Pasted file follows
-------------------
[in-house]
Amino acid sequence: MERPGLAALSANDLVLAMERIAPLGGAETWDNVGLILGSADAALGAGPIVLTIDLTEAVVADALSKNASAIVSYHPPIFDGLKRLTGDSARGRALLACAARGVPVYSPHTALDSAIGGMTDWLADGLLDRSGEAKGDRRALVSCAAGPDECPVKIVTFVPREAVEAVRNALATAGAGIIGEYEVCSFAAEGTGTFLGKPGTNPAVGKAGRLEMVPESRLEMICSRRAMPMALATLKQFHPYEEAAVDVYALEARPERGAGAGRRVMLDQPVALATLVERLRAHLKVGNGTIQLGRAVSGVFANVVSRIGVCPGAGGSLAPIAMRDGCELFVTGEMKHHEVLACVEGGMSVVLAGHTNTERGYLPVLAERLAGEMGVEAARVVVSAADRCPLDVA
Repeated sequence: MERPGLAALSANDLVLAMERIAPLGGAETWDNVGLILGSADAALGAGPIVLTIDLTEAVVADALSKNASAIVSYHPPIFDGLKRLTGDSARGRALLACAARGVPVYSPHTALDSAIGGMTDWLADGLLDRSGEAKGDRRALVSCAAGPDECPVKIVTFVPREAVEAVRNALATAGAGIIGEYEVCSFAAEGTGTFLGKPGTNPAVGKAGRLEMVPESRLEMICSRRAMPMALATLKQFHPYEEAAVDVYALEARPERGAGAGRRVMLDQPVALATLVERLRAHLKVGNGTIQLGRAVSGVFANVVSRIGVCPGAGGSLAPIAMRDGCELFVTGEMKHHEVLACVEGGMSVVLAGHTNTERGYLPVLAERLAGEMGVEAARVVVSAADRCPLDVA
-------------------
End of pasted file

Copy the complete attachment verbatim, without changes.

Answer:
[in-house]
Amino acid sequence: MERPGLAALSANDLVLAMERIAPLGGAETWDNVGLILGSADAALGAGPIVLTIDLTEAVVADALSKNASAIVSYHPPIFDGLKRLTGDSARGRALLACAARGVPVYSPHTALDSAIGGMTDWLADGLLDRSGEAKGDRRALVSCAAGPDECPVKIVTFVPREAVEAVRNALATAGAGIIGEYEVCSFAAEGTGTFLGKPGTNPAVGKAGRLEMVPESRLEMICSRRAMPMALATLKQFHPYEEAAVDVYALEARPERGAGAGRRVMLDQPVALATLVERLRAHLKVGNGTIQLGRAVSGVFANVVSRIGVCPGAGGSLAPIAMRDGCELFVTGEMKHHEVLACVEGGMSVVLAGHTNTERGYLPVLAERLAGEMGVEAARVVVSAADRCPLDVA
Repeated sequence: MERPGLAALSANDLVLAMERIAPLGGAETWDNVGLILGSADAALGAGPIVLTIDLTEAVVADALSKNASAIVSYHPPIFDGLKRLTGDSARGRALLACAARGVPVYSPHTALDSAIGGMTDWLADGLLDRSGEAKGDRRALVSCAAGPDECPVKIVTFVPREAVEAVRNALATAGAGIIGEYEVCSFAAEGTGTFLGKPGTNPAVGKAGRLEMVPESRLEMICSRRAMPMALATLKQFHPYEEAAVDVYALEARPERGAGAGRRVMLDQPVALATLVERLRAHLKVGNGTIQLGRAVSGVFANVVSRIGVCPGAGGSLAPIAMRDGCELFVTGEMKHHEVLACVEGGMSVVLAGHTNTERGYLPVLAERLAGEMGVEAARVVVSAADRCPLDVA